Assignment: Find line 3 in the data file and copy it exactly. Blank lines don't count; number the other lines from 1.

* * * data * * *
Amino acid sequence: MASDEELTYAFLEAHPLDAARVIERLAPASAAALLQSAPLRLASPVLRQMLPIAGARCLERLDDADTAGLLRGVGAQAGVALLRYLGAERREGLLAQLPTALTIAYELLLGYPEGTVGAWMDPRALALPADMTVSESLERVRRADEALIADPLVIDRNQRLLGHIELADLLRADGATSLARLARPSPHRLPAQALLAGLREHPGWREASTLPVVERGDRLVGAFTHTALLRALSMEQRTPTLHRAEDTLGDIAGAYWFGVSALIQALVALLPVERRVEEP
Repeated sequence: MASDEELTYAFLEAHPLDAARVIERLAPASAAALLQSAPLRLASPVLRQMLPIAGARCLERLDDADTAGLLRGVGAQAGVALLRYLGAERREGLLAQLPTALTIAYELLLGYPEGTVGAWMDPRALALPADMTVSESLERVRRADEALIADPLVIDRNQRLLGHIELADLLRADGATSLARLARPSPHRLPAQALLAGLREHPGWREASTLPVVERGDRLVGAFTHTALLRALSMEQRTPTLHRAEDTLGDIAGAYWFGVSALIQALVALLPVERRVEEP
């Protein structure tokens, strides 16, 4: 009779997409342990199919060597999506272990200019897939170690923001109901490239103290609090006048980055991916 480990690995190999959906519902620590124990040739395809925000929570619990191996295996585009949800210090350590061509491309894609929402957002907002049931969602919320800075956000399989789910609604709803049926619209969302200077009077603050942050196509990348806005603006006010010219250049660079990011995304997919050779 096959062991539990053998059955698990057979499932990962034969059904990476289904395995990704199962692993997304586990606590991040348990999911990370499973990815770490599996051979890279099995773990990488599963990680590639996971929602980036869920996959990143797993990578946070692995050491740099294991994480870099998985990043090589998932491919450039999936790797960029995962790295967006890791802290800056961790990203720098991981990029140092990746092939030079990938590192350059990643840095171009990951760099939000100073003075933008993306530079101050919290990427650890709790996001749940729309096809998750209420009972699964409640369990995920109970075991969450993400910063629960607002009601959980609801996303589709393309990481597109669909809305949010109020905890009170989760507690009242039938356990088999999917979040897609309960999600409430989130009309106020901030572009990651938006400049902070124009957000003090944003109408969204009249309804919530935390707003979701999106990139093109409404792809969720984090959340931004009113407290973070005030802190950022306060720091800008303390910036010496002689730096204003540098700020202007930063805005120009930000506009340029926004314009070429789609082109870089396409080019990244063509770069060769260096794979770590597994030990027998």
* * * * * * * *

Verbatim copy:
């Protein structure tokens, strides 16, 4: 009779997409342990199919060597999506272990200019897939170690923001109901490239103290609090006048980055991916 480990690995190999959906519902620590124990040739395809925000929570619990191996295996585009949800210090350590061509491309894609929402957002907002049931969602919320800075956000399989789910609604709803049926619209969302200077009077603050942050196509990348806005603006006010010219250049660079990011995304997919050779 096959062991539990053998059955698990057979499932990962034969059904990476289904395995990704199962692993997304586990606590991040348990999911990370499973990815770490599996051979890279099995773990990488599963990680590639996971929602980036869920996959990143797993990578946070692995050491740099294991994480870099998985990043090589998932491919450039999936790797960029995962790295967006890791802290800056961790990203720098991981990029140092990746092939030079990938590192350059990643840095171009990951760099939000100073003075933008993306530079101050919290990427650890709790996001749940729309096809998750209420009972699964409640369990995920109970075991969450993400910063629960607002009601959980609801996303589709393309990481597109669909809305949010109020905890009170989760507690009242039938356990088999999917979040897609309960999600409430989130009309106020901030572009990651938006400049902070124009957000003090944003109408969204009249309804919530935390707003979701999106990139093109409404792809969720984090959340931004009113407290973070005030802190950022306060720091800008303390910036010496002689730096204003540098700020202007930063805005120009930000506009340029926004314009070429789609082109870089396409080019990244063509770069060769260096794979770590597994030990027998």